One of the greatest attributes of the Internet is the ability to be as anonymous as you want to be. You can go to great lengths to hide your identity, such as using the Tor browser to mask your IP address, or you can let everyone know who you are by leaving information everywhere you go. It’s completely up to you.
However, anonymity also has it’s serious drawbacks. When you are anonymous, nobody knows who you are and you cannot be credited with any of the blog posts, articles, or any other content you may produce. While for some people this might be good (for them) because they escape any rightful justice they deserve from their harassment of others online. This, unfortunately, is the case for Amanda Hess and countless other women every day.
The other drawback is that people can’t give you credit for anything you publish online. Meaning if you wrote an amazing blog post that got picked up by journalists, or received a lot of feedback, nobody can give you the credit you deserve.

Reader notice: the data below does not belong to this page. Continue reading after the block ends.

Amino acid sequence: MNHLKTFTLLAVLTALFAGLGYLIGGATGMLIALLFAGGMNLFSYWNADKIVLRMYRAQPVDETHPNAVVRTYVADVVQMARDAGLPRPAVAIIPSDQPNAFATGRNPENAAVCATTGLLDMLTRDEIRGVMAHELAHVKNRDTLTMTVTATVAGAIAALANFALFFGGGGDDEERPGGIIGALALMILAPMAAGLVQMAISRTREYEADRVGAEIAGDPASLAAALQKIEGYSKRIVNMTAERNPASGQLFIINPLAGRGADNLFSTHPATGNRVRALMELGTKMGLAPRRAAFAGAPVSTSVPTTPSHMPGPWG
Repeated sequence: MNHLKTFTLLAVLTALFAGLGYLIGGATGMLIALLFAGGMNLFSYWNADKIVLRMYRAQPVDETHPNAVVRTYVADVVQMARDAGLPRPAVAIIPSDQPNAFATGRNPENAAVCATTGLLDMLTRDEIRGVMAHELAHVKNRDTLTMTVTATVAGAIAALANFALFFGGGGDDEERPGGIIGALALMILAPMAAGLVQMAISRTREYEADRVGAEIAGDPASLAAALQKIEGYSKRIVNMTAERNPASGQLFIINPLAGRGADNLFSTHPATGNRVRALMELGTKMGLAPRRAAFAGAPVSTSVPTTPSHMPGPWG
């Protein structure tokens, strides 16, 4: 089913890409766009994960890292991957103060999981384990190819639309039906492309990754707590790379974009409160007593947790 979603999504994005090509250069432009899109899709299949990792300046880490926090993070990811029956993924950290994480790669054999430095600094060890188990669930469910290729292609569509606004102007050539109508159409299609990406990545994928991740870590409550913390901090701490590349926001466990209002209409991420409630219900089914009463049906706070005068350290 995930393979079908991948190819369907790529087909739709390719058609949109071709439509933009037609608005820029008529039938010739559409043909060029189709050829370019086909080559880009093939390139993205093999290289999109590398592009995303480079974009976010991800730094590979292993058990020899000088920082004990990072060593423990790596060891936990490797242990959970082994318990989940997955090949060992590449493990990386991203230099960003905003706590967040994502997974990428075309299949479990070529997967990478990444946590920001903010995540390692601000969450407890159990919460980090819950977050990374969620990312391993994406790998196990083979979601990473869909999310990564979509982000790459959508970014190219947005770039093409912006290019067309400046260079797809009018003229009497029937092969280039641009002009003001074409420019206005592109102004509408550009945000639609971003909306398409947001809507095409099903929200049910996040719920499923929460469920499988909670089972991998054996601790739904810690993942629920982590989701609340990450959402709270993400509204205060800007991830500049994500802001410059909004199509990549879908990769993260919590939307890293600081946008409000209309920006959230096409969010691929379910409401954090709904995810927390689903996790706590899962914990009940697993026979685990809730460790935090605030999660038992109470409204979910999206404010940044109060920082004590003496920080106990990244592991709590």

I almost learned this the hard way with my post on Snapchat Discovery. While it wasn’t the most amazing post in the history of blog posts, it got picked up by the Nieman Lab. While I was ecstatic to be quoted in one of their articles, my professor warned me the next day that my 15 seconds of fame almost hadn’t happened.
Why? Because I didn’t have my full name posted anywhere on this blog. If the author hadn’t been good friends with my professor, he wouldn’t have taken the time to double check my name. This thing I was so excited about could have easily not happened simply because I did not publish my full name.
While it is scary to put yourself out there,the benefits definitely outweigh the drawbacks. Don’t be afraid to claim your own thoughts and ideas.
xo, Emma vanBree
^Join me in the decision to sign off with your full name, not just your first name!
Shout-out to Beyonce for inspiring this blog title